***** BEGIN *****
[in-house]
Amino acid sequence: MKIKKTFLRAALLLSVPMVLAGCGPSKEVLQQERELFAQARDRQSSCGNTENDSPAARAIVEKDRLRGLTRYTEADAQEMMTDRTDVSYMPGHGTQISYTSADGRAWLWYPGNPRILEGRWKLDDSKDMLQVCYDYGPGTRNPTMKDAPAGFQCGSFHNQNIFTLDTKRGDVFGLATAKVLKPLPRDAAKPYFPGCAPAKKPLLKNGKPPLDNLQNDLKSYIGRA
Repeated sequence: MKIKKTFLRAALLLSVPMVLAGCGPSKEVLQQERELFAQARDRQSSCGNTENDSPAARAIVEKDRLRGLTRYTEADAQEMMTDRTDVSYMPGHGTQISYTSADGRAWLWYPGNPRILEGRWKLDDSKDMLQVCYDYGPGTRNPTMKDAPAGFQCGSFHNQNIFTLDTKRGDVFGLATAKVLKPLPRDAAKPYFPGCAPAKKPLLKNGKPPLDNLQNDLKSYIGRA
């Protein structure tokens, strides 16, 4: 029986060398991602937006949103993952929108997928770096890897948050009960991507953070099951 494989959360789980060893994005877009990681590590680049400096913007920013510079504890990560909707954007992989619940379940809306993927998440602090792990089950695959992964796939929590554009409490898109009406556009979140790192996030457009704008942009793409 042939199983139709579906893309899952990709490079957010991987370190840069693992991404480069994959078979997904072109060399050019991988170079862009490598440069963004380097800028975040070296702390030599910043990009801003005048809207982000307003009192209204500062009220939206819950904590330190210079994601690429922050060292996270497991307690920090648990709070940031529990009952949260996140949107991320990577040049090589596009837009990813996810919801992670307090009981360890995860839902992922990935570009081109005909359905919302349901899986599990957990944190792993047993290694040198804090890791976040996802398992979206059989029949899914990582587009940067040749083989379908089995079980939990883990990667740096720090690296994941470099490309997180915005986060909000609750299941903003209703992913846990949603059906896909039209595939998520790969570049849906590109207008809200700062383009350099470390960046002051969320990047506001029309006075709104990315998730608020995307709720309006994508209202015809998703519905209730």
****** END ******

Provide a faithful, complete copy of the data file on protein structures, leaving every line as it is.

[in-house]
Amino acid sequence: MKIKKTFLRAALLLSVPMVLAGCGPSKEVLQQERELFAQARDRQSSCGNTENDSPAARAIVEKDRLRGLTRYTEADAQEMMTDRTDVSYMPGHGTQISYTSADGRAWLWYPGNPRILEGRWKLDDSKDMLQVCYDYGPGTRNPTMKDAPAGFQCGSFHNQNIFTLDTKRGDVFGLATAKVLKPLPRDAAKPYFPGCAPAKKPLLKNGKPPLDNLQNDLKSYIGRA
Repeated sequence: MKIKKTFLRAALLLSVPMVLAGCGPSKEVLQQERELFAQARDRQSSCGNTENDSPAARAIVEKDRLRGLTRYTEADAQEMMTDRTDVSYMPGHGTQISYTSADGRAWLWYPGNPRILEGRWKLDDSKDMLQVCYDYGPGTRNPTMKDAPAGFQCGSFHNQNIFTLDTKRGDVFGLATAKVLKPLPRDAAKPYFPGCAPAKKPLLKNGKPPLDNLQNDLKSYIGRA
């Protein structure tokens, strides 16, 4: 029986060398991602937006949103993952929108997928770096890897948050009960991507953070099951 494989959360789980060893994005877009990681590590680049400096913007920013510079504890990560909707954007992989619940379940809306993927998440602090792990089950695959992964796939929590554009409490898109009406556009979140790192996030457009704008942009793409 042939199983139709579906893309899952990709490079957010991987370190840069693992991404480069994959078979997904072109060399050019991988170079862009490598440069963004380097800028975040070296702390030599910043990009801003005048809207982000307003009192209204500062009220939206819950904590330190210079994601690429922050060292996270497991307690920090648990709070940031529990009952949260996140949107991320990577040049090589596009837009990813996810919801992670307090009981360890995860839902992922990935570009081109005909359905919302349901899986599990957990944190792993047993290694040198804090890791976040996802398992979206059989029949899914990582587009940067040749083989379908089995079980939990883990990667740096720090690296994941470099490309997180915005986060909000609750299941903003209703992913846990949603059906896909039209595939998520790969570049849906590109207008809200700062383009350099470390960046002051969320990047506001029309006075709104990315998730608020995307709720309006994508209202015809998703519905209730």